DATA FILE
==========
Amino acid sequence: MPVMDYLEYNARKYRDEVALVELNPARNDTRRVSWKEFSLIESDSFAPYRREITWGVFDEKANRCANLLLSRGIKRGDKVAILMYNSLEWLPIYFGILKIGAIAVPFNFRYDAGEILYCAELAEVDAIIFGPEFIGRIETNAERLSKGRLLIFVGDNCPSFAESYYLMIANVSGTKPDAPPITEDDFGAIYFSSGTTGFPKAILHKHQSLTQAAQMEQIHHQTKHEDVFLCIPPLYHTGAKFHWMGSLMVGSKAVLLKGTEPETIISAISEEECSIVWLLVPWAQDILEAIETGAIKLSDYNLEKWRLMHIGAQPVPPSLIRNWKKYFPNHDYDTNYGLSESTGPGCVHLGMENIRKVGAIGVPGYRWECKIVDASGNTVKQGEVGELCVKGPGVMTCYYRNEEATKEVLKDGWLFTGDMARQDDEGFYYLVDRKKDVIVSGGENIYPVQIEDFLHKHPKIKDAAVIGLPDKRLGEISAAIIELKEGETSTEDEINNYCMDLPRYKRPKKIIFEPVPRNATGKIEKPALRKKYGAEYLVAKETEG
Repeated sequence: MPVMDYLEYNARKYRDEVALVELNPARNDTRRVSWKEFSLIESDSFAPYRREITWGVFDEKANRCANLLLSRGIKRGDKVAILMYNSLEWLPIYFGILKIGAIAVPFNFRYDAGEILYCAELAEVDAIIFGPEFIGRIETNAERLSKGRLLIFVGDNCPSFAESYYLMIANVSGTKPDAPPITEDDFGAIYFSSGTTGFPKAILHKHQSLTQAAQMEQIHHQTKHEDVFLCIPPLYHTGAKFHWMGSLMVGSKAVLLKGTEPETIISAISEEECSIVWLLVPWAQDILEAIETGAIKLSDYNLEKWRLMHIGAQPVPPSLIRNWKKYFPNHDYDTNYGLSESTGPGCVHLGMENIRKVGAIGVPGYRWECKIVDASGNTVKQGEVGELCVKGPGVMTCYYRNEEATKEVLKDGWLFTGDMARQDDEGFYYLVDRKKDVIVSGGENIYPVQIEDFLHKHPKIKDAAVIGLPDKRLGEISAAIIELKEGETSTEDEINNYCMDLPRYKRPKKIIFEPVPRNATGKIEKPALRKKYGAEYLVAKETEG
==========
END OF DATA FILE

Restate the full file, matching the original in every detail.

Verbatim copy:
Amino acid sequence: MPVMDYLEYNARKYRDEVALVELNPARNDTRRVSWKEFSLIESDSFAPYRREITWGVFDEKANRCANLLLSRGIKRGDKVAILMYNSLEWLPIYFGILKIGAIAVPFNFRYDAGEILYCAELAEVDAIIFGPEFIGRIETNAERLSKGRLLIFVGDNCPSFAESYYLMIANVSGTKPDAPPITEDDFGAIYFSSGTTGFPKAILHKHQSLTQAAQMEQIHHQTKHEDVFLCIPPLYHTGAKFHWMGSLMVGSKAVLLKGTEPETIISAISEEECSIVWLLVPWAQDILEAIETGAIKLSDYNLEKWRLMHIGAQPVPPSLIRNWKKYFPNHDYDTNYGLSESTGPGCVHLGMENIRKVGAIGVPGYRWECKIVDASGNTVKQGEVGELCVKGPGVMTCYYRNEEATKEVLKDGWLFTGDMARQDDEGFYYLVDRKKDVIVSGGENIYPVQIEDFLHKHPKIKDAAVIGLPDKRLGEISAAIIELKEGETSTEDEINNYCMDLPRYKRPKKIIFEPVPRNATGKIEKPALRKKYGAEYLVAKETEG
Repeated sequence: MPVMDYLEYNARKYRDEVALVELNPARNDTRRVSWKEFSLIESDSFAPYRREITWGVFDEKANRCANLLLSRGIKRGDKVAILMYNSLEWLPIYFGILKIGAIAVPFNFRYDAGEILYCAELAEVDAIIFGPEFIGRIETNAERLSKGRLLIFVGDNCPSFAESYYLMIANVSGTKPDAPPITEDDFGAIYFSSGTTGFPKAILHKHQSLTQAAQMEQIHHQTKHEDVFLCIPPLYHTGAKFHWMGSLMVGSKAVLLKGTEPETIISAISEEECSIVWLLVPWAQDILEAIETGAIKLSDYNLEKWRLMHIGAQPVPPSLIRNWKKYFPNHDYDTNYGLSESTGPGCVHLGMENIRKVGAIGVPGYRWECKIVDASGNTVKQGEVGELCVKGPGVMTCYYRNEEATKEVLKDGWLFTGDMARQDDEGFYYLVDRKKDVIVSGGENIYPVQIEDFLHKHPKIKDAAVIGLPDKRLGEISAAIIELKEGETSTEDEINNYCMDLPRYKRPKKIIFEPVPRNATGKIEKPALRKKYGAEYLVAKETEG